UNITE Union to Focus on Massive Fake Self-Employment in Construction Industry
15th April 2017
UNITE, one of the largest unions in the country covering many industry sectors from finance and legal to manufacturing, local authorities and the construction industry, has launched its first appeal via its brand new Strategic Case Unit, and plans to set a legal precedent in its bid to tackle the issue of fake self-employment statuses through umbrella payroll companies.
Steve Murphy, general secretary for UCATT, believes that the declaration of bogus self-employment status is costing in the region of £2bn every year.
How is bogus self-employment being declared?
The biggest issues for UNITE members is the wrongful deduction of workers' wages, and the reduction of workers' rights via the use of an umbrella or payroll company, often used to handle payroll for large construction projects.
This landmark case has been opened by UNITE to highlight an employment issue, as the construction worker had been employed through an employment agency - On-Site Recruitment Solutions Limited.
The worker, Mr Blakely, was urged to contact an umbrella payroll company called Heritage Solutions City Ltd to arrange payment for his contract. This grows more complicated when the main contractor for the NHS contract is Kier, the mechanical contractor is Fascel, and Mr Blakely is hired via the agency, with the umbrella payroll company handling his pay.
The issues Mr Blakely is experiencing are; that he was not asked to sign a contract with Heritage until two months after he began work; that the payroll company admin fees (£18 per week), and that he was charged the employer national insurance contributions (£725.50 over 5 months). Also, the contract stated that Mr Blakely should authorise employer Class 1 NI deductions and an indemnity clause was included that dissuaded him from pursuing legal claims or claims via HMRC. Failure to sign the contract would result in his payments being stopped, however, Mr Blakely did not sign the contract. His work ceased in May 2016, when he took holiday and was asked not to return to work.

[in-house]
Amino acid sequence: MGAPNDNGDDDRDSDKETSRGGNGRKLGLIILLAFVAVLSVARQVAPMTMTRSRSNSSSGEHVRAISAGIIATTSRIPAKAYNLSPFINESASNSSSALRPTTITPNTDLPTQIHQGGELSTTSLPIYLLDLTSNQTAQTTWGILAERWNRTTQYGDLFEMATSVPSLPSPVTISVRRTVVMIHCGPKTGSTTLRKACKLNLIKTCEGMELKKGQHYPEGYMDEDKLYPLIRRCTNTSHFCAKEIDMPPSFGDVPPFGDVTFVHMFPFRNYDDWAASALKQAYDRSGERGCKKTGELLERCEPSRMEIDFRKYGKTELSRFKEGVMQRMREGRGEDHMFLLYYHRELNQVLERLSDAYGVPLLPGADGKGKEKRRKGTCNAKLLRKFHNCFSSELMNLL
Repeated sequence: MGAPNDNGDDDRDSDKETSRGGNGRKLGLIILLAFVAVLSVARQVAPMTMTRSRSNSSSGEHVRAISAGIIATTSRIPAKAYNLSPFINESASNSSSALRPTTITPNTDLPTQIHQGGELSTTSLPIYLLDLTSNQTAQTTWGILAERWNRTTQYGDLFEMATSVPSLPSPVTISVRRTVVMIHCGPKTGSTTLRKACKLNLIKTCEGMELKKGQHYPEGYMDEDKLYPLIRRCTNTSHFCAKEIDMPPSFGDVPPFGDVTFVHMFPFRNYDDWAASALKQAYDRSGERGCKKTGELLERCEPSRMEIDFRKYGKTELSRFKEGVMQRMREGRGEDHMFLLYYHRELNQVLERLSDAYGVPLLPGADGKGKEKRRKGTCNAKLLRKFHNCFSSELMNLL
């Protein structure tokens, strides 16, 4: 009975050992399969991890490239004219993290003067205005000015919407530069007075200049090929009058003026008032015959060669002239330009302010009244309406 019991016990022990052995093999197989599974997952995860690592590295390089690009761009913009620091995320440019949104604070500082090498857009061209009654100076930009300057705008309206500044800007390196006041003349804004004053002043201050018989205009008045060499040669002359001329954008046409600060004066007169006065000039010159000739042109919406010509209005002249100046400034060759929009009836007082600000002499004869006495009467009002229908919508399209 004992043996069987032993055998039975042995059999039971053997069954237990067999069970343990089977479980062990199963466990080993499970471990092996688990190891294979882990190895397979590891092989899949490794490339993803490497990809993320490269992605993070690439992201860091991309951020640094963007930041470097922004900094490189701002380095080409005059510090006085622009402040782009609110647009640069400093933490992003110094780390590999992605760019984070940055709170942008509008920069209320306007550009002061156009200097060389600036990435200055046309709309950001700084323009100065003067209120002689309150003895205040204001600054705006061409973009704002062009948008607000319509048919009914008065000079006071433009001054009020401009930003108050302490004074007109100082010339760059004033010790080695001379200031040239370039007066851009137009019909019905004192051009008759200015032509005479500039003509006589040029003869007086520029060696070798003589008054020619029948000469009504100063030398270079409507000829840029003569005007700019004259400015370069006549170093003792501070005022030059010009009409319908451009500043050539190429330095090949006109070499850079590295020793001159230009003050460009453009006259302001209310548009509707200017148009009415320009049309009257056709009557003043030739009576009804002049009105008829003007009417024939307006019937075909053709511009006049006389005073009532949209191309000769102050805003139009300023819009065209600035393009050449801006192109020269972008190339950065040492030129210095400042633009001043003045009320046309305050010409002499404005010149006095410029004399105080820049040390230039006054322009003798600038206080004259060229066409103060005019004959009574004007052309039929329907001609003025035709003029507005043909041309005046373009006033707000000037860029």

Mr Blakely's subsequent tribunal case, including a claim for unpaid holiday pay entitlement, undertaken with the support of UNITE's legal services, was dismissed as it was found that he was not a worker. UNITE has lodged the appeal, citing the wrongful application of employment law, and it is hoped that the decision will provide protection for such workers, who are the victims of fake self-employment statuses applied by the umbrella payroll companies. These companies fulfil taxation requirements, but do not fulfil workers rights.
UNITE has released a statement via Howard Beckett, the assistant general secretary for legal services, 'For too long employers, agencies and accountants in construction and other industries have believed that they can boost their profits and evade basic employment protections by classifying workers as bogus self-employed. Unite has drawn a line in the sand and will be throwing the full force of our resources behind our members who are sick of being exploited and treated as disposable units that can be hired and fired at will. It is astonishing that both the agency, On-Site, and the payroll company, Heritage, thought it was somehow legal and acceptable, on the one hand, to deduct employer's NI from Mr Blakely's wages, and on the other, claim our member was self-employed to avoid paying holiday pay and basic minimum pension contributions, whilst charging a 'Management Company Margin' for doing so. It’'s a disgrace that this was allowed to happen, least still on a publicly funded NHS project.'